Jul 23, 2019
WyzGuy Minute Ep.8: Repetition vs. Deliberate Practice
What is Deliberate Practice? According to an article written on personal growth https://medium.com/personal-growth/the-beginners-guide-to-deliberate-practice-b99752dd4392
Deliberate practice refers to a special type of practice that is purposeful and systematic. While regular practice might include mindless repetitions, deliberate practice requires focused attention and is conducted with the specific goal of improving performance.
"While regular practice might include mindless repetitions, deliberate practice requires focused attention and is conducted with the specific goal of improving performance."
No matter how long you’ve been a glass artist putting in the time is the most important thing. The issues occur when we take for granted the minute details in our techniques that seem mindless and the slight errors that are causing issues in our work become overlooked. This is because the natural tendency of the human brain is to transform repeated behaviors into automatic habits.
For example, think back to when you learned how to ride a bike. First you had training wheels which taught you the basics of balance while pedaling and steering. The training wheels were there to keep you from falling while you developed the muscle memory for coordinating pedaling and steering at the same time. Then the training wheels came off and you had to add balance into the equation which becomes the most frustrating part as you kept falling off or crashing your bike. After hours of practice you eventually stopped falling and were then able to incorporate speed into the equation. Years later you were jumping off curbs, riding with no hands or towing your friends around on your handle bars. Learning Specific techniques in glass blowing is no different.
Just Mindless activity is the enemy of deliberate practice. The danger of practicing the same thing again and again is that progress becomes assumed. Too often, we assume we are getting better simply because we are gaining experience. In reality, we are just going through the motions and not improving our techniques. It’s crucial to reflect throughout the day on moments at which an error occurs such as a sudden crack in the item your working on. You must step back and troubleshoot what the potential issue could have been. The only way you’re going to figure out if you were correct about the reasoning behind the issue is to try something different. This can be the most frustrating part of the learning process but without focusing on specific points of the process you’ll never have any breakthroughs and only continue to make the same mistakes and have the same Issues.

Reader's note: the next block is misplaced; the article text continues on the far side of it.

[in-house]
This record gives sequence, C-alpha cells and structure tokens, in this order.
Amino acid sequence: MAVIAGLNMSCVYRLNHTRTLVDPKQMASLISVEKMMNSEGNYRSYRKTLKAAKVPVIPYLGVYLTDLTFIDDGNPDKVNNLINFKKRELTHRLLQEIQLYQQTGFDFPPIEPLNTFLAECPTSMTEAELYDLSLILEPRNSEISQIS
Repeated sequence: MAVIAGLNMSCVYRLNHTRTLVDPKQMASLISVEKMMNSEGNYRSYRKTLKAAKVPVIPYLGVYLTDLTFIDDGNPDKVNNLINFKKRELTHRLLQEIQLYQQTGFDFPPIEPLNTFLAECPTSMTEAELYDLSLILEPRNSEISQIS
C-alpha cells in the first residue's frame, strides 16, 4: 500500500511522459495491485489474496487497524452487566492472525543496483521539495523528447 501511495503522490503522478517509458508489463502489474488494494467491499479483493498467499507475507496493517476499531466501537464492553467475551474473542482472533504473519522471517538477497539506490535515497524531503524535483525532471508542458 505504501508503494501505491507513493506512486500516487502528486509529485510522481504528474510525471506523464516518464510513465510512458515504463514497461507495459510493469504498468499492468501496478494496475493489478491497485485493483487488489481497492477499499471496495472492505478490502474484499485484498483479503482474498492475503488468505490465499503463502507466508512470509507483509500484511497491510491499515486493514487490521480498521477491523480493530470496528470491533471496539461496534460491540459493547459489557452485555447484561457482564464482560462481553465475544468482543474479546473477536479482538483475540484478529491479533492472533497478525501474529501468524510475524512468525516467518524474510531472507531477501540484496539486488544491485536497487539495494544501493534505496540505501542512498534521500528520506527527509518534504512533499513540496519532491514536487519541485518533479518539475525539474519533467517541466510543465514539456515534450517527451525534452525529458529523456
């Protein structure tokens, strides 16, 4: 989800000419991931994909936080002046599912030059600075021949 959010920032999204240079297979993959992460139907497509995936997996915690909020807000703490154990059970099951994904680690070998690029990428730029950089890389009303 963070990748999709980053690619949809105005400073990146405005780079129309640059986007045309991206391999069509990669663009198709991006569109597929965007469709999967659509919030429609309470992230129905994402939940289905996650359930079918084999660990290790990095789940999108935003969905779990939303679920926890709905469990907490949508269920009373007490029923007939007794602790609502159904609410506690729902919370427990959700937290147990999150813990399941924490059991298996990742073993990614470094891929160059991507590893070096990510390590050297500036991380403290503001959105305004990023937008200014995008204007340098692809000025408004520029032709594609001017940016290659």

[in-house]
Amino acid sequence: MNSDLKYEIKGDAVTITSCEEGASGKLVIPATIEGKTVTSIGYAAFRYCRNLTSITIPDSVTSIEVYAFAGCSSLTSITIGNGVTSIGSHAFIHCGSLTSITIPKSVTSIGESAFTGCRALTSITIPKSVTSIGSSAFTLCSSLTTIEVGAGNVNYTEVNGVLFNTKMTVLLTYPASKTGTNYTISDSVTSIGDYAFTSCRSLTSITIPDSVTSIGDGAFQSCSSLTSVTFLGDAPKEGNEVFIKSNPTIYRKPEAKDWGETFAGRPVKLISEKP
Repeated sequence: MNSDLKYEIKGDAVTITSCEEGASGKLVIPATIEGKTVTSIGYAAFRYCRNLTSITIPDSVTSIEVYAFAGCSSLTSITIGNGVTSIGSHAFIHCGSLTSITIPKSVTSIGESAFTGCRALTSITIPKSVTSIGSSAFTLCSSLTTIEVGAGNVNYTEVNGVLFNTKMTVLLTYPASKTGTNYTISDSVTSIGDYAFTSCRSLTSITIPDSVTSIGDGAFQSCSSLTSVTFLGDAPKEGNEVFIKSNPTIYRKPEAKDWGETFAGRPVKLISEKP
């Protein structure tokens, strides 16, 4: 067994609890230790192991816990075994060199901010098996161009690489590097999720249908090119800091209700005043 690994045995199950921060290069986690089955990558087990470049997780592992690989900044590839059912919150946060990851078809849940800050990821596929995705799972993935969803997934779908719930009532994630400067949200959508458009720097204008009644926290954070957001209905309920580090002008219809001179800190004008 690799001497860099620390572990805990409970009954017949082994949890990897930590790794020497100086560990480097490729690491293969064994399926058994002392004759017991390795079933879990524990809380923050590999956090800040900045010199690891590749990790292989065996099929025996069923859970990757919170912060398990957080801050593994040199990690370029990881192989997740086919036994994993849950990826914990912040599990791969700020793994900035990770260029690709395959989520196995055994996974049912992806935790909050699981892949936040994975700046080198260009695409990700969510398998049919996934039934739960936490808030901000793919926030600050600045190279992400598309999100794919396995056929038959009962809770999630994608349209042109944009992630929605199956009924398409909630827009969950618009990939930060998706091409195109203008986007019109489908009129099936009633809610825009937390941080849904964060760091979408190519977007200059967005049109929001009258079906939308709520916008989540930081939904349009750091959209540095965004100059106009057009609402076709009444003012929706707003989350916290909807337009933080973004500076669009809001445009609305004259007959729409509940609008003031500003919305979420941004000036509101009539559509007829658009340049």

If your pieces are cracking when you’re putting them back in the kiln are you leaving them out of the flame too long? Are you cleaning up all of the connections and seems along the way as you build your piece? Are you laying the piece on the floor of your kiln right after putting it away instead of floating it for a minute allowing it to slowly re-acclimate itself to the temp of the kiln. Timing is crucial and so is cleanliness when it comes to creating any works of art out of glass. Especially when it’s something new to you as the maker.
“Perhaps the greatest difference between deliberate practice and simple repetition is this: feedback”
As you go through the motions of creation pay attention to every step of the process and if you find yourself struggling at a certain point stop and make a mental note. Then put aside an hour out of your shift to troubleshoot the issue and see if you can break it down into a process. Imagine you want to try making a wine glass and never have before. Do you think that if your jump on the torch and make a glass from start to finish that its going to come out the way you envisioned? More then likely not. This is because you haven't refined your skills for making the three separate parts of the wine glass. This is crucial if you want to make consistently clean, quality wine glasses.
Take the time to learn and deliberately practice the process of making just the cup tops. This could take weeks to figure out but if you spend just 1-hour per shift deliberately practicing cup tops eventually you wont have a pile of wonky cups tops. Instead you'll have a collection of selection of tops that are worthy of adding a stem and foot to.
To be able to deliberate practice you need to figure out the entire process from prep to final piece. On a piece of paper draw out the steps of whatever it is your practicing. For instance the cup top. To break it down you first need to figure out the right type of tubing to use. Then what length of tubing to make the cup. Then how to pull points that are perfectly centered. On a side note most cup makers pull a point on both ends with one side acting as the punty and the other the blow pipe. Then after pulling both point handles how much heat and air and tooling is needed. This has to be broken down into stages in order for you to systematically have the ability to see each step of the process making it easier to deliberately practice the process of whatever you're creating.
Yes this might sound boring and mundane but the only way you will become the refined artist that you want to become is with deliberate practice and not just going through the motions fo your daily routine. Put aside the time every day you are in the studio to practice one technique whether its pulling points or making feet for a goblet. If you want to become the technically skilled artist you envision then you must take the time to refine technique using deliberate practice as the catalyst to fulfilling that dream.
And this has been your WyzGuy Minute
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